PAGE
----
Developmentally speaking, “2 years old might be one of the roughest ages” for social distancing, says Arthur Lavin, a pediatrician in Cleveland and chair of the American Academy of Pediatrics Committee on Psychosocial Aspects of Child and Family Health. A 6-month-old offered peas for dinner either wants them or not, but a 2-year-old knows something tastier exists. It’s the age of challenging the world, making vague demands and feeling intense emotions at every turn.Expert advice for sheltering in place with a tyrannical toddler. Washington Post, On Parenting. By Veronica Graham. April 1, 2020.
The article goes on to advise parallel play…
- Stay close and present
- Keep up physical contact
- Pick toys that encourage exploration and imagination
- Scale back on toys
I think we have done pretty well. Fleur spends time with me on conference calls. I will turn on the video so she can talk to early bird coworkers before a call starts. She gets bored pretty quick on moves on to something else adjacent to me.
I work in IT, so my work is a mixture of meetings to talk about processes and working tickets. The computer systems I manage are all virtual servers in our private cloud. So, the tools I use to do my job at my desk is the same laptop I use to do my job at home.
Maybe in part because so much of my work is asynchronous, there are expectations of a lag in responses. If I send a message to a person or group, then I expect them to respond when they can. That may be instantly or in a couple days. There are tools at my disposal to get the attention of people faster if so needed. But, if I also need to step away to entertain the bored toddler and it is not a live meeting, then it is not that big of a deal. It is no different than the interruptions I get in the office from people stopping by to ask a question or make an observation.
What I didn’t expect is to have people so supportive of having a toddler present. A number of times, I have forgotten to mute myself in a meeting or the toddler unexpectedly loudly ran into the room. In every case, my coworkers or our clients have been amused about it. It elicits an amused response. When Fleur joins me, I turn on the camera and let her see my coworkers. She loves getting to see them when someone reciprocates.
The coup de grâce was my boss was waving to her with his camera on during a meeting. When the meeting ended, she was upset. So, I “called” him via the system and they got a few more minutes of interaction. I wanted to talk to him about the meeting, so once she got bored and moved on, I talked to my boss. It made me feel appreciative.
We both felt guilty for the work we were not doing — and aching for the way our son was struggling and needed us to be present and calm. But that’s exactly what our current schedule prohibits, as we run back and forth between work calls, requests, and parenting… We feel like we’re failing at both. Our kids don’t just need us — they need more of us. Our kids are acting out, abandoning the routines they already had, dropping naps, sleeping less, doing less — except for jumping on top of their parents, which is happening much more. We’re letting them watch far greater amounts of screen time than we ever thought we’d tolerate. Forget homeschooling success — most of us are struggling to get our kids to do the basics that would have accounted for a Saturday-morning routine before this pandemic.The Parents Are Not All Right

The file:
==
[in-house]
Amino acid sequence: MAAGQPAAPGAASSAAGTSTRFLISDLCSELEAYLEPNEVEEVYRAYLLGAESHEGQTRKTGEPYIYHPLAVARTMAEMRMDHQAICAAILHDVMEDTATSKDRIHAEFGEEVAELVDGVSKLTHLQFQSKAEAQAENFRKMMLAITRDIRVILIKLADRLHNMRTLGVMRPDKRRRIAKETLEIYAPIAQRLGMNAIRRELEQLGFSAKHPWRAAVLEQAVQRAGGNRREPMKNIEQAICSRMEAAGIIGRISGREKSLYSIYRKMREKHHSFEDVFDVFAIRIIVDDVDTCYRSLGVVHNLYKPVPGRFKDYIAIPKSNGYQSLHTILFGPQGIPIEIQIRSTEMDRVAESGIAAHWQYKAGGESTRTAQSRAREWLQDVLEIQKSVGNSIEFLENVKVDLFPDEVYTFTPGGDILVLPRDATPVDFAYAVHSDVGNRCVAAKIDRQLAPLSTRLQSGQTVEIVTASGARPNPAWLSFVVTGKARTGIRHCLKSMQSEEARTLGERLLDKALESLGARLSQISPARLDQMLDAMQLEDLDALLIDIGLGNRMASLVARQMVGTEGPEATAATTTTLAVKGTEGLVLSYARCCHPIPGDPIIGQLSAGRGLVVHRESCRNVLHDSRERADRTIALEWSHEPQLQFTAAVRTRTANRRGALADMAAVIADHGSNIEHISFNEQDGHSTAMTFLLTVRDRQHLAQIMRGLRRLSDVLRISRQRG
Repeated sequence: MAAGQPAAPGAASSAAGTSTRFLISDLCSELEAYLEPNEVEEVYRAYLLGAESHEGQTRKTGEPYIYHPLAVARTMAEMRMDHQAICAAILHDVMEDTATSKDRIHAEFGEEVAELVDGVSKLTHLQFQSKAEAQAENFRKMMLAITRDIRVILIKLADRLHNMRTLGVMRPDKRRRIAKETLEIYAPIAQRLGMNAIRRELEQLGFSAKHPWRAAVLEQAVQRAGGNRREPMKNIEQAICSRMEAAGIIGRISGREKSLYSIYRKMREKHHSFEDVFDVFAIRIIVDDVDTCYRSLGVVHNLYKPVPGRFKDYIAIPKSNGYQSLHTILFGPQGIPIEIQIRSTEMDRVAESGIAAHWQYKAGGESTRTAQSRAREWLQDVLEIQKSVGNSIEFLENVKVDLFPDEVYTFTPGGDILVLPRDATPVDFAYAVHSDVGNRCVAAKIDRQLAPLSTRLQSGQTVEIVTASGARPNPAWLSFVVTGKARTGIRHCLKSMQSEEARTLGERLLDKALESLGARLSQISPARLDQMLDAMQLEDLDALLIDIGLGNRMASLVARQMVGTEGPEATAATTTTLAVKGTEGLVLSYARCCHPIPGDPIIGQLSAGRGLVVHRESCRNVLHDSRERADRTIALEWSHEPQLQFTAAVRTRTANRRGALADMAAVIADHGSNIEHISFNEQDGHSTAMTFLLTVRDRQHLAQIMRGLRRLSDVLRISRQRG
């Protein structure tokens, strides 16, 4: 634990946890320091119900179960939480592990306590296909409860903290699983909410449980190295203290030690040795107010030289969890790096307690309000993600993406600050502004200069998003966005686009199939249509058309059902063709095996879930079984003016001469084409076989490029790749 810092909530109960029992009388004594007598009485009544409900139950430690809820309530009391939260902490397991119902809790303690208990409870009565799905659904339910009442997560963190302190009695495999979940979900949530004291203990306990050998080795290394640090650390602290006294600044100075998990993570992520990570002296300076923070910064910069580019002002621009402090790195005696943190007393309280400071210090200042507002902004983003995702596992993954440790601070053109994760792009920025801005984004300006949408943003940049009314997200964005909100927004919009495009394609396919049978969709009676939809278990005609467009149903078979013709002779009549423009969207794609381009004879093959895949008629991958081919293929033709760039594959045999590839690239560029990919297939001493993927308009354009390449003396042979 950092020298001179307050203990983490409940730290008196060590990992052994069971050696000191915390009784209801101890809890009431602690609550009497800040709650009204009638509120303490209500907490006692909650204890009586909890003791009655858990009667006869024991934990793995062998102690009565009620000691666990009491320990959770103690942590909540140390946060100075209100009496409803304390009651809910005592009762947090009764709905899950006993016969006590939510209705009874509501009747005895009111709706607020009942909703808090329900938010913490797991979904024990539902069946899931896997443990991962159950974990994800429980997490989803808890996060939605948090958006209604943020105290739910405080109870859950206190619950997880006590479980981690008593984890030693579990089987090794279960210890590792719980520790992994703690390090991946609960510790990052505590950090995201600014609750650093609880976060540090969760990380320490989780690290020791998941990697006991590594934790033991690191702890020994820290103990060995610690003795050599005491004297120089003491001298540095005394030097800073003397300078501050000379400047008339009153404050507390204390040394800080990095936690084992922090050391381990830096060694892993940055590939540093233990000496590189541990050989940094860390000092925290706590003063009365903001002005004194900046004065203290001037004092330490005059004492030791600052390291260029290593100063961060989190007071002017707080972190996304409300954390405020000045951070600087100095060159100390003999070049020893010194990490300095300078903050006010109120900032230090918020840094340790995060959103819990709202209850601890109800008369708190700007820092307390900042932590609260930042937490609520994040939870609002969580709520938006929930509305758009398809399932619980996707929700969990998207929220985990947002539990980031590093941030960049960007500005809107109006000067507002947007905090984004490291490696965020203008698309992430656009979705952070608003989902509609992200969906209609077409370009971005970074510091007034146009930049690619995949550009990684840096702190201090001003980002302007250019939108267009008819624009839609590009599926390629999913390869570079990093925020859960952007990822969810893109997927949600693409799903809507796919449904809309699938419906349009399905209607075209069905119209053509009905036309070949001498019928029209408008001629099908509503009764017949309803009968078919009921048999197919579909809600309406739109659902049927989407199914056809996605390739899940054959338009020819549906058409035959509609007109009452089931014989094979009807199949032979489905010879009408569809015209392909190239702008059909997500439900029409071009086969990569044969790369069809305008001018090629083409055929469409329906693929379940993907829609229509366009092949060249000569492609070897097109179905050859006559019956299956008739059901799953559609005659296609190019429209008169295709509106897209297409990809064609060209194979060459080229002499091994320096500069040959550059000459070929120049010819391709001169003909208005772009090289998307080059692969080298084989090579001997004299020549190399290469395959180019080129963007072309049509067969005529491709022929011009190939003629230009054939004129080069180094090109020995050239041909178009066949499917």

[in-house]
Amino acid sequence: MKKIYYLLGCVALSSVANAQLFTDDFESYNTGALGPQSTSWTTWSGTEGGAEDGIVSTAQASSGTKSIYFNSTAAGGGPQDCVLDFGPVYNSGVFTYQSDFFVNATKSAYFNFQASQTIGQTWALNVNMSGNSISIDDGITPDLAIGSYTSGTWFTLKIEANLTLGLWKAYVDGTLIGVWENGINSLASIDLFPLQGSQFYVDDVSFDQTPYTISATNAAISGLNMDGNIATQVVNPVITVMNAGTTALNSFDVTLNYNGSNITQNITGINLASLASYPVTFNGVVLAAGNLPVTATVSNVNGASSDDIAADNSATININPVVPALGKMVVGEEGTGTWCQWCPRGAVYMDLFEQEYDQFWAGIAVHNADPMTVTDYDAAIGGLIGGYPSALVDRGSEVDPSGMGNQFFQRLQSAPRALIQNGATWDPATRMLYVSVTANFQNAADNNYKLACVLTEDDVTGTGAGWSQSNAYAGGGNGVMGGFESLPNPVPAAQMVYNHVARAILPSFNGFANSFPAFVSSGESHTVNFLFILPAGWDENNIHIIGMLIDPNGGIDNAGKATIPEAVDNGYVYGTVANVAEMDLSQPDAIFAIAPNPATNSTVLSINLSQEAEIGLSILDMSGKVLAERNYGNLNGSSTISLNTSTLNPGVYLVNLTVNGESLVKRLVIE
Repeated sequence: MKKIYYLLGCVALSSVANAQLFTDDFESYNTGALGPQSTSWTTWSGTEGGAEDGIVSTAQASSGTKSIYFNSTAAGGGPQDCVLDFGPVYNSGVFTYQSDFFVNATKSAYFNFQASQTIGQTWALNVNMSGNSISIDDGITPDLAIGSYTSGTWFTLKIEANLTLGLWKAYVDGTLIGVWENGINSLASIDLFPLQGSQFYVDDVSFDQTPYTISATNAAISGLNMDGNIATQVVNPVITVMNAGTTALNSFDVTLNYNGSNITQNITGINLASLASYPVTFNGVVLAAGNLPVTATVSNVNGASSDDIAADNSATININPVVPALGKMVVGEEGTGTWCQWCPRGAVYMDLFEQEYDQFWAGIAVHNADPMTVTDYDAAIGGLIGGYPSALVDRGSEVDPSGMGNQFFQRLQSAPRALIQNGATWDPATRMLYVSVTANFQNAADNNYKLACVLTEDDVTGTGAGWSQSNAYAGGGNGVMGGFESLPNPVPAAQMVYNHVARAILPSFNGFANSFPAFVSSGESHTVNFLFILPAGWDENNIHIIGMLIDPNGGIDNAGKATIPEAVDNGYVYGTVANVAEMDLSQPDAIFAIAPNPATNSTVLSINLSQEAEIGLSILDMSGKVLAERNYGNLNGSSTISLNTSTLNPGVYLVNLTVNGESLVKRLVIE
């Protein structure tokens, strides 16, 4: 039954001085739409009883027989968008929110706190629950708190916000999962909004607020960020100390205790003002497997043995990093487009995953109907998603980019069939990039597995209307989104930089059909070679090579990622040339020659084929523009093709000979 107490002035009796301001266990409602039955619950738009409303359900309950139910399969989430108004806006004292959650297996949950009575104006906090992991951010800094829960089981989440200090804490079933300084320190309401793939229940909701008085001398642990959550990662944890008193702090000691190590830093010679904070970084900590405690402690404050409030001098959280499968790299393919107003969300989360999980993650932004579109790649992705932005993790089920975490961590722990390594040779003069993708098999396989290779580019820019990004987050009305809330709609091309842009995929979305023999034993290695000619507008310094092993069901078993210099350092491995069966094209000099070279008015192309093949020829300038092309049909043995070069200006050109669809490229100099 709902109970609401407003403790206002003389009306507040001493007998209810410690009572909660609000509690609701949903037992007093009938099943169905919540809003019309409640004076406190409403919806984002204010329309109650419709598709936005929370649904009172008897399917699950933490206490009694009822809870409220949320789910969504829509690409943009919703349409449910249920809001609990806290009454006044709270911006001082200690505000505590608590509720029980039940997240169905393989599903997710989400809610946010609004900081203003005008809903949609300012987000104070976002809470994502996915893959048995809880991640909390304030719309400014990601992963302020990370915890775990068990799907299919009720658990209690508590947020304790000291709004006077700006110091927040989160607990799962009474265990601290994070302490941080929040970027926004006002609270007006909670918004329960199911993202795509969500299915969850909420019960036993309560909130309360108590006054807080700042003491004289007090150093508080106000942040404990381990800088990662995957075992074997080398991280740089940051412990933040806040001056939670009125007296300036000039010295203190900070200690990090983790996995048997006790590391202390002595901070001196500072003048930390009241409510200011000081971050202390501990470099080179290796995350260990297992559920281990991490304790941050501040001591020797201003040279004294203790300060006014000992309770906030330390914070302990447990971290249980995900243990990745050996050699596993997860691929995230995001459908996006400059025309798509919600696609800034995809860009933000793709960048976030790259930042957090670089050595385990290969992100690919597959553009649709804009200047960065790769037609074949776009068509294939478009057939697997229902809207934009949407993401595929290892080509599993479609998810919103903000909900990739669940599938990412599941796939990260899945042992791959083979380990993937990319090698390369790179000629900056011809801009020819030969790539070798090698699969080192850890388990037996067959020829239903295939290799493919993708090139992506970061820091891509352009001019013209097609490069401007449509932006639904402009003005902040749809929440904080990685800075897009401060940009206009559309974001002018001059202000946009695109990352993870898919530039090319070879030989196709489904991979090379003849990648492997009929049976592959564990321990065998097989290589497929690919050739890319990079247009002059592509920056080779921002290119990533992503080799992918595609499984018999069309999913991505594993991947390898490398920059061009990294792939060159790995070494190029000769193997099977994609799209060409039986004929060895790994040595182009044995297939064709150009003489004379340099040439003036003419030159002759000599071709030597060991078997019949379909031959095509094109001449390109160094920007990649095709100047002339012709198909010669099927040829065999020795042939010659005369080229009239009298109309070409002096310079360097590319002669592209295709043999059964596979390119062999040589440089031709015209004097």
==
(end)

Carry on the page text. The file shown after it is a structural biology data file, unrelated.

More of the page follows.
Yeah, this description feels familiar. It does feel like we are making choices about at what we can do well. Parenting vs working. And failing at both.
The other thing is a tracking too much stuff. Work provides tools for managing this: project plans, ticket tracking, and any other tool that allows for putting in writing a task exists then mark it complete. I have an app for doing the same at home.
The one problem is due dates. Things are going to miss. Without enough time in a day to meet all the commitments, something will have to give.
This creates a stretched feeling. Being pulled in multiple directions and realizing that I am not going to be capable of meeting it all. But, as a valued technologist who gets assigned a lot of work, I know this environment fairly well. I manage expectations by communicating what are my priorities so that if something will be dropped, supervisors know where I am going to allow it. At the same time I provide my contingencies. The funny thing is a toddler doesn’t really care. She just comes to me and says, “Daddy, up!” or “Daddy, read!”
I am fortunate to have super supportive management who recognize this is outside normal. Doing what I can to keep the lights turned on and projects moving is all I can do. And the feedback I have gotten is that the effort is appreciated.
I also take every opportunity to turn on the video chat feature of work’s systems to allow the toddler to interact with them. It is actually easier than taking her to the office and track down the same people.
“As social scientists we rarely completely explain anything, but in this case we completely explain the parental happiness gap,” said Dr. Glass. In countries with the strongest family-friendly policy packages, “the parental deficit in happiness was completely eliminated, accomplished by raising parent’s happiness rather than lowering nonparents’ happiness,” the authors wrote.
It’s not just one policy, like paid parental leave, that makes the difference. It’s the magic of a package of policies spanning over a lifetime, that allow people to care for children, support them financially, and even enjoy them every once in awhile on a holiday.
Who would have thought work-life balance policies could help make people not as miserable?
I am fortunate to have an employer that makes this stuff possible. Guess I should use it for more recruiting.